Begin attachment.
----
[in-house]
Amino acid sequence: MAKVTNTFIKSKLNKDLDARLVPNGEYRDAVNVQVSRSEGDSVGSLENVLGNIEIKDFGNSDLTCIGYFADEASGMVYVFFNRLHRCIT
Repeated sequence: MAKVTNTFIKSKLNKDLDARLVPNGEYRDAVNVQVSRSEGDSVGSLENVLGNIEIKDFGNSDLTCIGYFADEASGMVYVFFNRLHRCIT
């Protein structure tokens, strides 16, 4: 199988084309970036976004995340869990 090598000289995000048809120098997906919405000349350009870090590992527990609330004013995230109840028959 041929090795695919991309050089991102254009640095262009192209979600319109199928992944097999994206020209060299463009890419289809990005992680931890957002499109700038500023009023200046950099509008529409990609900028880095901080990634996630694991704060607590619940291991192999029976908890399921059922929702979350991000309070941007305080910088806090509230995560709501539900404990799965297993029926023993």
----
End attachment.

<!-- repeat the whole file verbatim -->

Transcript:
[in-house]
Amino acid sequence: MAKVTNTFIKSKLNKDLDARLVPNGEYRDAVNVQVSRSEGDSVGSLENVLGNIEIKDFGNSDLTCIGYFADEASGMVYVFFNRLHRCIT
Repeated sequence: MAKVTNTFIKSKLNKDLDARLVPNGEYRDAVNVQVSRSEGDSVGSLENVLGNIEIKDFGNSDLTCIGYFADEASGMVYVFFNRLHRCIT
């Protein structure tokens, strides 16, 4: 199988084309970036976004995340869990 090598000289995000048809120098997906919405000349350009870090590992527990609330004013995230109840028959 041929090795695919991309050089991102254009640095262009192209979600319109199928992944097999994206020209060299463009890419289809990005992680931890957002499109700038500023009023200046950099509008529409990609900028880095901080990634996630694991704060607590619940291991192999029976908890399921059922929702979350991000309070941007305080910088806090509230995560709501539900404990799965297993029926023993």